No such throng had ever before been seen in the building during all its eight years of existence. People were wedged together most uncomfortably upon the seats; they stood packed in the aisles and overflowed the galleries; at the back, in the shadows underneath these galleries, they formed broad, dense masses about the doors, through which it would be hopeless to attempt a passage.
The light, given out from numerous tin-lined circles of flaring gas-jets arranged on the ceiling, fell full upon a thousand uplifted faces—some framed in bonnets or juvenile curls, others bearded or crowned with shining baldness—but all alike under the spell of a dominant emotion which held features in abstracted suspense and focussed every eye upon a common objective point.
The excitement of expectancy reigned upon each row of countenances, was visible in every attitude—nay, seemed a part of the close, overheated atmosphere itself.
An observer, looking over these compact lines of faces and noting the uniform concentration of eagerness they exhibited, might have guessed that they were watching for either the jury’s verdict in some peculiarly absorbing criminal trial, or the announcement of the lucky numbers in a great lottery. These two expressions seemed to alternate, and even to mingle vaguely, upon the upturned lineaments of the waiting throng—the hope of some unnamed stroke of fortune and the dread of some adverse decree.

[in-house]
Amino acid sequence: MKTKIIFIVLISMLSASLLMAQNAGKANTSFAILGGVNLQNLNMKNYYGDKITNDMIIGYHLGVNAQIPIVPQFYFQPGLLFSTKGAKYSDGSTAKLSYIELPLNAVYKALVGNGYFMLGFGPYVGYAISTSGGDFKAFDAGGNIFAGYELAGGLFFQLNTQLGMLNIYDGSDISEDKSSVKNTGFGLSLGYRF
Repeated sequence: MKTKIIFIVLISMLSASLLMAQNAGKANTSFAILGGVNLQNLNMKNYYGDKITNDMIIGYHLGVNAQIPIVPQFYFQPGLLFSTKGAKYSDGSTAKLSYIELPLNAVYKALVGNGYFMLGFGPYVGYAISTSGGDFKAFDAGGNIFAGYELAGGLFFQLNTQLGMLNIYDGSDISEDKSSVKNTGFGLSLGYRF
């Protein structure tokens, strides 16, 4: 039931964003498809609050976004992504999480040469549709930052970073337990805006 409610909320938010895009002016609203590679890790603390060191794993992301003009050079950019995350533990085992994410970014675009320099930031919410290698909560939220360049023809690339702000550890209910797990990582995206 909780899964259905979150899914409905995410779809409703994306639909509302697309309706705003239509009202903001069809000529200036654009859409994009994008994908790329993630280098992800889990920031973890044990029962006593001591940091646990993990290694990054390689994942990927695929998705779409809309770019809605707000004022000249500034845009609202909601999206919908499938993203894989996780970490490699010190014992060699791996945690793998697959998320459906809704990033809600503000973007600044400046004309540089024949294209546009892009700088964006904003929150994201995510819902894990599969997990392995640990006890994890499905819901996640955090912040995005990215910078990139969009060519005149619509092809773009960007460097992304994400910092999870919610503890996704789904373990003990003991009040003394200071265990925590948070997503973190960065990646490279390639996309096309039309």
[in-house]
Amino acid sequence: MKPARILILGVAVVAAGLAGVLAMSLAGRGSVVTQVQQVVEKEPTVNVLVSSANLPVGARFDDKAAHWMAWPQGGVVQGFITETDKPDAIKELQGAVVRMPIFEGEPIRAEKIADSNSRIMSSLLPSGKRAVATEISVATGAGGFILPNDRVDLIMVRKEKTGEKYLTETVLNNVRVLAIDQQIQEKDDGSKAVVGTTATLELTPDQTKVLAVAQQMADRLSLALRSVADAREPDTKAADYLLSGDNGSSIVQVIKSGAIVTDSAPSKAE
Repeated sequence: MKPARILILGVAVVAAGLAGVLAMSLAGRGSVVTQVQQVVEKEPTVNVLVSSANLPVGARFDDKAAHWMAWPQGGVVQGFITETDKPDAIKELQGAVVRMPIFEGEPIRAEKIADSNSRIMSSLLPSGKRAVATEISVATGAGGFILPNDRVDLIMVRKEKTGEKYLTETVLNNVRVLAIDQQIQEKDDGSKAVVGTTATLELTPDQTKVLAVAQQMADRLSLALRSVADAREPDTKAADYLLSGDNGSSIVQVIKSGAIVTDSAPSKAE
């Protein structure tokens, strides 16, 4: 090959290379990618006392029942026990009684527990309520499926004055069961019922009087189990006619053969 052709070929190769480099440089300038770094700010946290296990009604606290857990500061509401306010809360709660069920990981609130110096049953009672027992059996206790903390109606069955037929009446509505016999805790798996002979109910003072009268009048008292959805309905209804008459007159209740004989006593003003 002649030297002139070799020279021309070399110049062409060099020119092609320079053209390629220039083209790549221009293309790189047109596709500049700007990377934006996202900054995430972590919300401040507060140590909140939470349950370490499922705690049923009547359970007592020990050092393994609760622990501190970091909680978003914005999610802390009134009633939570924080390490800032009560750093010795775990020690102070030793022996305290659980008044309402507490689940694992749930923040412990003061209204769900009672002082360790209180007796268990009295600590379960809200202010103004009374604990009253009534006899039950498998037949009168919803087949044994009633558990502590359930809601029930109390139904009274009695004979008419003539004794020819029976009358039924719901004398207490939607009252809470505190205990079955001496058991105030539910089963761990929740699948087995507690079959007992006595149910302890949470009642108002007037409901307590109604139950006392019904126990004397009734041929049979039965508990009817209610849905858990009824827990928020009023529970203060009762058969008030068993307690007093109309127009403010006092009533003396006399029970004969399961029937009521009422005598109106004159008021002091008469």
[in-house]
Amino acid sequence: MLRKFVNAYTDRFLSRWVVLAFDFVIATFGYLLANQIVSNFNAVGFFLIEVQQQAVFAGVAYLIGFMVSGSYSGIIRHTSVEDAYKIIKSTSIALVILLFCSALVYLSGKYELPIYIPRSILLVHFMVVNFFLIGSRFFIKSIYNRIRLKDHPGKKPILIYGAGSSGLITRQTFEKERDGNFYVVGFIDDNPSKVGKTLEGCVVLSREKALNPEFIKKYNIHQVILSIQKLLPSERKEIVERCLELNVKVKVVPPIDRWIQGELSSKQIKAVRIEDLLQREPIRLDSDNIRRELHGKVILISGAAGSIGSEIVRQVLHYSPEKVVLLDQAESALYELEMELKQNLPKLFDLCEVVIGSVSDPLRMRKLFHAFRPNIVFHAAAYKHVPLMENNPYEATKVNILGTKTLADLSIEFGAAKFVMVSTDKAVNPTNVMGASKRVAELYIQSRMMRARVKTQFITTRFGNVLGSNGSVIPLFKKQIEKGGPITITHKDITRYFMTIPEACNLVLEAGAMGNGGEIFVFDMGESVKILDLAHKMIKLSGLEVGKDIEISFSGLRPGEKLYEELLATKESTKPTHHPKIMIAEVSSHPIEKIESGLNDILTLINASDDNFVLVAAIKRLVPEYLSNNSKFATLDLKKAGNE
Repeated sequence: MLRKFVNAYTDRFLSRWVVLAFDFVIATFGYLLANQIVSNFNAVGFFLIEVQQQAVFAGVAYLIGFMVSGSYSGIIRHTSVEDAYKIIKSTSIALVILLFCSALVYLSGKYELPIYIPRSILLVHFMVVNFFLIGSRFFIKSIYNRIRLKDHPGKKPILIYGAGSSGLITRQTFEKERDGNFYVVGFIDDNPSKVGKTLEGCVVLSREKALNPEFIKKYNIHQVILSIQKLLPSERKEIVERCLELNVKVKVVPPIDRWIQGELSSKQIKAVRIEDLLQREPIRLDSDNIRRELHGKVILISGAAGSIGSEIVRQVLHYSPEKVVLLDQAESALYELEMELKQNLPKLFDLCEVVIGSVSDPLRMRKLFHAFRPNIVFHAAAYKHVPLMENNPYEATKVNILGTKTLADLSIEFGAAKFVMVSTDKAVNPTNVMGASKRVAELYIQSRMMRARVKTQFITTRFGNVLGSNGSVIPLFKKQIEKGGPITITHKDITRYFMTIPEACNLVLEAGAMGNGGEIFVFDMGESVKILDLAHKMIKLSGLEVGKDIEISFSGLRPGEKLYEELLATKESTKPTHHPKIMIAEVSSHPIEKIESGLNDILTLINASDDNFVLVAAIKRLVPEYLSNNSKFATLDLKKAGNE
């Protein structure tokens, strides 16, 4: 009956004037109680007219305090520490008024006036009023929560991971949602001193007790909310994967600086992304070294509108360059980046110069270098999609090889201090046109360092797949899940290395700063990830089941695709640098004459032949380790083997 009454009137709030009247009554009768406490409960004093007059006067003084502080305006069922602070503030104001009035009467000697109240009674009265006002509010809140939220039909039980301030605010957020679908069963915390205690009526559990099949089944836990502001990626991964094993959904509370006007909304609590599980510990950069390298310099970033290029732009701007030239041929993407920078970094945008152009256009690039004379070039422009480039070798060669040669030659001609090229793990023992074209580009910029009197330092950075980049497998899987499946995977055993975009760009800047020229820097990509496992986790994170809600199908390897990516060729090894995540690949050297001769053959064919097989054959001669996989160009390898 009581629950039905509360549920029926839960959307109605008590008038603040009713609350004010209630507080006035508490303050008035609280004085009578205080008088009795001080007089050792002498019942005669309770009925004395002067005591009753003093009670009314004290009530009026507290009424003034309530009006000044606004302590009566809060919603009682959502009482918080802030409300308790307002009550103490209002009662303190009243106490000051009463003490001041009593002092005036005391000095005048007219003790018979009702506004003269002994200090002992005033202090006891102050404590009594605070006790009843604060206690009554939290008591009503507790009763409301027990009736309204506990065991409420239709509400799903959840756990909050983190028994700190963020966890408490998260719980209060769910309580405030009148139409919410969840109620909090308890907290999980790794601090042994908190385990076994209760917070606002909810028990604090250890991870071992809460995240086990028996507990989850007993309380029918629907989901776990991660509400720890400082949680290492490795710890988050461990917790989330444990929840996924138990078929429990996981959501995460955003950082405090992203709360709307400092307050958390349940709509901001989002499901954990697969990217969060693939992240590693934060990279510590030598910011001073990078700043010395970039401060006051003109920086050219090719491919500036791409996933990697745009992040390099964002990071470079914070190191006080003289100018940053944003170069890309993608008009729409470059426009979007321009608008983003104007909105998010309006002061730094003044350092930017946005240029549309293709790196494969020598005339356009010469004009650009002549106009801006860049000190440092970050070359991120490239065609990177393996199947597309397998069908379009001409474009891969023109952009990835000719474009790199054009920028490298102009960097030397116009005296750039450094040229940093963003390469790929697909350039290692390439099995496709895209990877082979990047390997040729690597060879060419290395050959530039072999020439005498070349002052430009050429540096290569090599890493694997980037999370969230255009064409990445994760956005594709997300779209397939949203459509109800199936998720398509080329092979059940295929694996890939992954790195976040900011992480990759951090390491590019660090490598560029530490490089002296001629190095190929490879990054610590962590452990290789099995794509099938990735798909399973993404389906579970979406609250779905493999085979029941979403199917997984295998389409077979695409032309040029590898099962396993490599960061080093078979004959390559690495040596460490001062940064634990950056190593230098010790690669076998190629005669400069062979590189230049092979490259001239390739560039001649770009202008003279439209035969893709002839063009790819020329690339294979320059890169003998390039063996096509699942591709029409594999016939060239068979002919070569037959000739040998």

But a glance forward at the object of this universal gaze would have sufficed to shatter both hypotheses. Here was neither a court of justice nor a tombola. It was instead the closing session of the annual Nedahma Conference of the Methodist Episcopal Church, and the Bishop was about to read out the list of ministerial appointments for the coming year. This list was evidently written in a hand strange to him, and the slow, near-sighted old gentleman, having at last sufficiently rubbed the glasses of his spectacles, and then adjusted them over his nose with annoying deliberation, was now silently rehearsing his task to himself—the while the clergymen round about ground their teeth and restlessly shuffled their feet in impatience.
Upon a closer inspection of the assemblage, there were a great many of these clergymen. A dozen or more dignified, and for the most part elderly, brethren sat grouped about the Bishop in the pulpit. As many others, not quite so staid in mien, and indeed with here and there almost a suggestion of frivolity in their postures, were seated on the steps leading down from this platform. A score of their fellows sat facing the audience, on chairs tightly wedged into the space railed off round the pulpit; and then came five or six rows of pews, stretching across the whole breadth of the church, and almost solidly filled with preachers of the Word.
There were very old men among these—bent and decrepit veterans who had known Lorenzo Dow, and had been ordained by elders who remembered Francis Asbury and even Whitefield. They sat now in front places, leaning forward with trembling and misshapen hands behind their hairy ears, waiting to hear their names read out on the superannuated list, it might be for the last time.